How could rejecting the doctrine of creation ex-nihilo suggest that God is not all powerful?!?!
The Bible both teaches that God is all powerful and also contains no hint of creation ex-nihilo.
Peter Hayman records:
“Nearly all recent studies on the origin of the doctrine of creation ex nihilo have come to the conclusion that this doctrine is not native to Judaism, is nowhere attested in the Hebrew Bible, and probably arose in Christianity in the second century C. E. in the course of its fierce battle with Gnosticism.” (Peter Hayman, “Monotheism – A misused word in Jewish Studies?”)
Stanley L. Jaki, a Catholic priest of the Benedictine Order, stated:
The caution which is in order about taking the [Hebrew] verb bara in the sense of creation out of nothing is no less needed in reference to the [English] word creation. Nothing is more natural, and unadvised, at the same time, than to use the word as if it has always denoted creation out of nothing. In its basic etymological origin the word creation meant the purely natural process of growing or of making something to grow. This should be obvious by a mere recall of the [Latin] verb crescere. The crescent moon [derived from crescere] is not creating but merely growing. The expression ex nihilo or de nihilo had to be fastened, from around 200 A.D. on, by Christian theologians on the verb creare to convey unmistakably a process, strict creation, which only God can perform. Only through the long-standing use of those very Latin expressions, creare ex nihilo and creatio ex nihilo, could the English words to create and creation take on the meaning which excludes pre-existing matter. Stanley L. Jaki, Genesis 1 Through the Ages (Royal Oak, Mich.: Real View Books, 1998), 5-6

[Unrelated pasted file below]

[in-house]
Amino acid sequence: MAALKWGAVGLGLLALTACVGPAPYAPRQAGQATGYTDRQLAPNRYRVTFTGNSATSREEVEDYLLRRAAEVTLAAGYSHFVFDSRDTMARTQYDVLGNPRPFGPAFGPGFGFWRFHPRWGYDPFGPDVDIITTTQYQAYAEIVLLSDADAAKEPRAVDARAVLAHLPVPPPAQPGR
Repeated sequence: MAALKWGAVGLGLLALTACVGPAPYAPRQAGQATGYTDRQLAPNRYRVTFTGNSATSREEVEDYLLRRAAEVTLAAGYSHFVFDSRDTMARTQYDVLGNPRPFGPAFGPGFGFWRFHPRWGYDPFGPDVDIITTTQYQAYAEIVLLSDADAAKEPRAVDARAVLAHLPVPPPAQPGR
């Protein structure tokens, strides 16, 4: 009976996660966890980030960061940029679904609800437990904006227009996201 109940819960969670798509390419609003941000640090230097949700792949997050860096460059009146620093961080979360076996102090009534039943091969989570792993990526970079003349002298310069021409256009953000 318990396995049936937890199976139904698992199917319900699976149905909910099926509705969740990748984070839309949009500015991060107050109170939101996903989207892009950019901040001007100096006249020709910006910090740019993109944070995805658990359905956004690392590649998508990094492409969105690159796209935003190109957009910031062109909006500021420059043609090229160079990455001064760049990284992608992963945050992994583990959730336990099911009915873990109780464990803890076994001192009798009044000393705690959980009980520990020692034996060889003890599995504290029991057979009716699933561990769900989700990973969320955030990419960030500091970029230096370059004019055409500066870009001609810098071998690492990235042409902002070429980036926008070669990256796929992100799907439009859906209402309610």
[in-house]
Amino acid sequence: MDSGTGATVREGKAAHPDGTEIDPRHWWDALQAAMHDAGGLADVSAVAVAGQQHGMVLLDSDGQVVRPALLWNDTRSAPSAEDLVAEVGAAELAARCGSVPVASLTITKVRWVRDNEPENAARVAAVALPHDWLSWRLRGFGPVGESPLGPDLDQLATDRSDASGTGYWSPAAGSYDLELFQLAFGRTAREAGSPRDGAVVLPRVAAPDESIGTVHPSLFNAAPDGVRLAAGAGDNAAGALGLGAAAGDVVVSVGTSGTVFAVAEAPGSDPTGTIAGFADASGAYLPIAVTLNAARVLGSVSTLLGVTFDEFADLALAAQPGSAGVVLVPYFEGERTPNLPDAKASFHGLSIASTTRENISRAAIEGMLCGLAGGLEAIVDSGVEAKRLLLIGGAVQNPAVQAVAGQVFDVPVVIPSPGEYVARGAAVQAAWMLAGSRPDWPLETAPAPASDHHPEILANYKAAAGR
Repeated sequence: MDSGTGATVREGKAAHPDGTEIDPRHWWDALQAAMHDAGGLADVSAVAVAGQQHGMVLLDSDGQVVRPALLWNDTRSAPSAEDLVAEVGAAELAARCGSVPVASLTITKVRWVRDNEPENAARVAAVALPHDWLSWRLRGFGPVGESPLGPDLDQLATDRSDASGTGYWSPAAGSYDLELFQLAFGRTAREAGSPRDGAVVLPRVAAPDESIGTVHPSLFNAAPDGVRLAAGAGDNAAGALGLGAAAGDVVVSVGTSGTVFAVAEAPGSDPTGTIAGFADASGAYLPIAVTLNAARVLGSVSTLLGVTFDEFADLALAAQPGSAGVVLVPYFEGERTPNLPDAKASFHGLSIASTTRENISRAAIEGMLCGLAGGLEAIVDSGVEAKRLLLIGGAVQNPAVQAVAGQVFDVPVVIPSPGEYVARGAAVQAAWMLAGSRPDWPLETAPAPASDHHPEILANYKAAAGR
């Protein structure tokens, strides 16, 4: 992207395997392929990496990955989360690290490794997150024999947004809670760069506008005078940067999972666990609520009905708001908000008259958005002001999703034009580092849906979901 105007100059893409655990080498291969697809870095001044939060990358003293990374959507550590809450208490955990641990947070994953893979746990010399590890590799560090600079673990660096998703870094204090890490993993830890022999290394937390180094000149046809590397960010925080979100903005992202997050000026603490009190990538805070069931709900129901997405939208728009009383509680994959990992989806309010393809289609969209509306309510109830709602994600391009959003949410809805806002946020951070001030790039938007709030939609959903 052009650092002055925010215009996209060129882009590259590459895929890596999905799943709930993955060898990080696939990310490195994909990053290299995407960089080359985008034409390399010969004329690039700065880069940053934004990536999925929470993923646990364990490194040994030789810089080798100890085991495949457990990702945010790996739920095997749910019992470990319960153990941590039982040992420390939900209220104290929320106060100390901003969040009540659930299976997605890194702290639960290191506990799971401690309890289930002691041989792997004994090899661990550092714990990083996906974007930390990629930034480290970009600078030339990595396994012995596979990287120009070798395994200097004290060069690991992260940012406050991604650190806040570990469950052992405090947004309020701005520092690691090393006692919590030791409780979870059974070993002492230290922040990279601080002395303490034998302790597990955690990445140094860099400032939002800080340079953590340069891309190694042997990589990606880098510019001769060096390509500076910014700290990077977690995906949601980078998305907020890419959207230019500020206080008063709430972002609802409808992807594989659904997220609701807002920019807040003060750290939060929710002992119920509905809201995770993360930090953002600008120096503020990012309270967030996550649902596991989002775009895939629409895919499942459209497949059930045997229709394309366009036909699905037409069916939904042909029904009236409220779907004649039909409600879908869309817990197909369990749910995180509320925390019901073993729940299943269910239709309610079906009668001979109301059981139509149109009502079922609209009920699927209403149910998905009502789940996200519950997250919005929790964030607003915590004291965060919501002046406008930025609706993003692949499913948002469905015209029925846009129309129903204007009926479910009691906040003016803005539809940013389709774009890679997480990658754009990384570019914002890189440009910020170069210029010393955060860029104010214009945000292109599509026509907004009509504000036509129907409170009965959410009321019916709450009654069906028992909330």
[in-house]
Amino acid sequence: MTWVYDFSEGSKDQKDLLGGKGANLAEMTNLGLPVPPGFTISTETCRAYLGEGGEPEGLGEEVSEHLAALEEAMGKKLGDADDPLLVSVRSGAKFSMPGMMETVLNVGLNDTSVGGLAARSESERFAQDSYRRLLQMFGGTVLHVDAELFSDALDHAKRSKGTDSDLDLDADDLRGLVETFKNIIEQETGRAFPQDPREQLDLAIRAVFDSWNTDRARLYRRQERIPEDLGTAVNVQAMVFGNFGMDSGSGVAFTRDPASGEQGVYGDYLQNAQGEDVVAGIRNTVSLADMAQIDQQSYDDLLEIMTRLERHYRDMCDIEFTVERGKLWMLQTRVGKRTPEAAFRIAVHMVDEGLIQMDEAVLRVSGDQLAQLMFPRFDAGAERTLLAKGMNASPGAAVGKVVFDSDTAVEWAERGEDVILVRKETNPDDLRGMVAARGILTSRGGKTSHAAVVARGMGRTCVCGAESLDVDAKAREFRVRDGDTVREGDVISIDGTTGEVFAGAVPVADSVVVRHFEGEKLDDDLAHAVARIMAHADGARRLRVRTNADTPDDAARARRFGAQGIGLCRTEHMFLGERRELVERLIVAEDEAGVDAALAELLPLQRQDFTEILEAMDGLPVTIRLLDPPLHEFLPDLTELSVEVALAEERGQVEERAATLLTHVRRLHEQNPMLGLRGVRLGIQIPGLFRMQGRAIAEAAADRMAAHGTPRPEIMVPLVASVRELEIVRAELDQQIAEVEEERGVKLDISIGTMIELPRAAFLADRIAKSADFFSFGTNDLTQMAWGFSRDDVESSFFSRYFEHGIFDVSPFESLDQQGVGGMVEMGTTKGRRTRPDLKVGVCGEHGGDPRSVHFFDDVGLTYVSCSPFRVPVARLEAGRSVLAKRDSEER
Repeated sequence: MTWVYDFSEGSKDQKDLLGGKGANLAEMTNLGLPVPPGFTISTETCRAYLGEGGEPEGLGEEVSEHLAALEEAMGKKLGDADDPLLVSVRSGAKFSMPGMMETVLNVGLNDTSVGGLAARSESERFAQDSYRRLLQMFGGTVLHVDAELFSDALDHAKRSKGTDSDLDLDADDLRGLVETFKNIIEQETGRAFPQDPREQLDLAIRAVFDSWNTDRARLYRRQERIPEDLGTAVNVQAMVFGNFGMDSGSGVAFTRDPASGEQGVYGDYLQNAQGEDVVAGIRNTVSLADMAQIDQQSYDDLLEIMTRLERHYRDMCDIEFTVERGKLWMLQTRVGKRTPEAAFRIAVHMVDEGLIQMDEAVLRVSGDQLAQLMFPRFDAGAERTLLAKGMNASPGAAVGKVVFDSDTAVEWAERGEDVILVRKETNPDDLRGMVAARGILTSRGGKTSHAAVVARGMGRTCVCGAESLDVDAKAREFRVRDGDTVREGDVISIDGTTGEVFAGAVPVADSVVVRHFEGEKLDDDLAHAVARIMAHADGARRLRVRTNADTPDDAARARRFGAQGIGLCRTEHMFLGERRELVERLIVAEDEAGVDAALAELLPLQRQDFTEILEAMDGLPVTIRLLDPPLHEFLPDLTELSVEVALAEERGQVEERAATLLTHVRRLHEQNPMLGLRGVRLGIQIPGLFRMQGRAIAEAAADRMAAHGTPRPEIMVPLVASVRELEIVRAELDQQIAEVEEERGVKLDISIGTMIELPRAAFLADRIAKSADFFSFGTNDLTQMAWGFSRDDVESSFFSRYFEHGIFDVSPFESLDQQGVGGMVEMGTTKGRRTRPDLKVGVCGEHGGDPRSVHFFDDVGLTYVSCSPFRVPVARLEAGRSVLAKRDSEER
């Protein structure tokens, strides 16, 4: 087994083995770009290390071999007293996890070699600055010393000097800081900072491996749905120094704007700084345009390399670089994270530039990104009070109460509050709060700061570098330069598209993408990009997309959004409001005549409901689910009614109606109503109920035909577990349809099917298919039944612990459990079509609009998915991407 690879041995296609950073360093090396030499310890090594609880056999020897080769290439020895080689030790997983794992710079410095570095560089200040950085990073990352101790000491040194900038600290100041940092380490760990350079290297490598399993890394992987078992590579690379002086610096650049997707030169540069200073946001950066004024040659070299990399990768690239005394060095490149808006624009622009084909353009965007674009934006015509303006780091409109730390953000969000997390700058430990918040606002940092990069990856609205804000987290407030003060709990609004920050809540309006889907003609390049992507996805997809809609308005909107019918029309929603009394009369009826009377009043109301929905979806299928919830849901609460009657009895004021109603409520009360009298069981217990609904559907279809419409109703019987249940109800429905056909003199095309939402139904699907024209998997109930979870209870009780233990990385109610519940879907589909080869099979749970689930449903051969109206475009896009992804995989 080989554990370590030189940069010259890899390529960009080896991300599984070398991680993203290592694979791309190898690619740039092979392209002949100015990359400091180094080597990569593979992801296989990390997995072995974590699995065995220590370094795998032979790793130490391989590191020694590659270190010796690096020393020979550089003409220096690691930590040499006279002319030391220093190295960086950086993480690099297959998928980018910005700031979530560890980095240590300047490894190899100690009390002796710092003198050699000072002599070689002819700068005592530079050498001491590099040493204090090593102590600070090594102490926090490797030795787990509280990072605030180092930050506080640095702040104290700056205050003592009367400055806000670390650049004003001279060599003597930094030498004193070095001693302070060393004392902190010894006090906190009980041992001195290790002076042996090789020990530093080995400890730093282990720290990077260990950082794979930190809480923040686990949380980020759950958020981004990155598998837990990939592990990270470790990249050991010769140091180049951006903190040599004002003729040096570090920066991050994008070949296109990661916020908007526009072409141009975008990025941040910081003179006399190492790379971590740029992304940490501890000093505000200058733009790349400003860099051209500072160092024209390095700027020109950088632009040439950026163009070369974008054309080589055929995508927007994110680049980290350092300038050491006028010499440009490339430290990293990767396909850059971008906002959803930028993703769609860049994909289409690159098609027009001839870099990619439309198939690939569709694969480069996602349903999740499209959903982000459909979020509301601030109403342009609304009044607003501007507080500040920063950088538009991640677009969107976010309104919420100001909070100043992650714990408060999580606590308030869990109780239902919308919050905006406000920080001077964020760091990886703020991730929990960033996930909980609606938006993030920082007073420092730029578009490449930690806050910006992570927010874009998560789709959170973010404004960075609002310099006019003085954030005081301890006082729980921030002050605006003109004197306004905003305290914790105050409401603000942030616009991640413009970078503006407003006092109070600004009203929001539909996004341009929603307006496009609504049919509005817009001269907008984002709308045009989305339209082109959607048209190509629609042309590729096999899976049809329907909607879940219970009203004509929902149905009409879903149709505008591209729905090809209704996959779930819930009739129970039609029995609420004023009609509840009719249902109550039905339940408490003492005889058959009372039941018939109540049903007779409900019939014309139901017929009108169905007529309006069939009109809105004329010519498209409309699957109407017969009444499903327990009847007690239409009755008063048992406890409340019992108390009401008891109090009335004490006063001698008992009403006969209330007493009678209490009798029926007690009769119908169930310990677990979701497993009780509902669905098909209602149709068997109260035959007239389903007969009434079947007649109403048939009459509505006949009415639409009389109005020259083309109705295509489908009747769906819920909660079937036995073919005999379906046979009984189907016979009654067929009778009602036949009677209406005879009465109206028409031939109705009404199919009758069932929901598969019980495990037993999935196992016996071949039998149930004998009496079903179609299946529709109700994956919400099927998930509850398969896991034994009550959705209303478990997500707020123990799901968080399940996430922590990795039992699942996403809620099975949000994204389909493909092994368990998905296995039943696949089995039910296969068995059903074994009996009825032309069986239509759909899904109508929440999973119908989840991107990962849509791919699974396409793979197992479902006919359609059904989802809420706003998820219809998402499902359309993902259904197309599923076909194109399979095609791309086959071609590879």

In the Bible God does not start with nothing.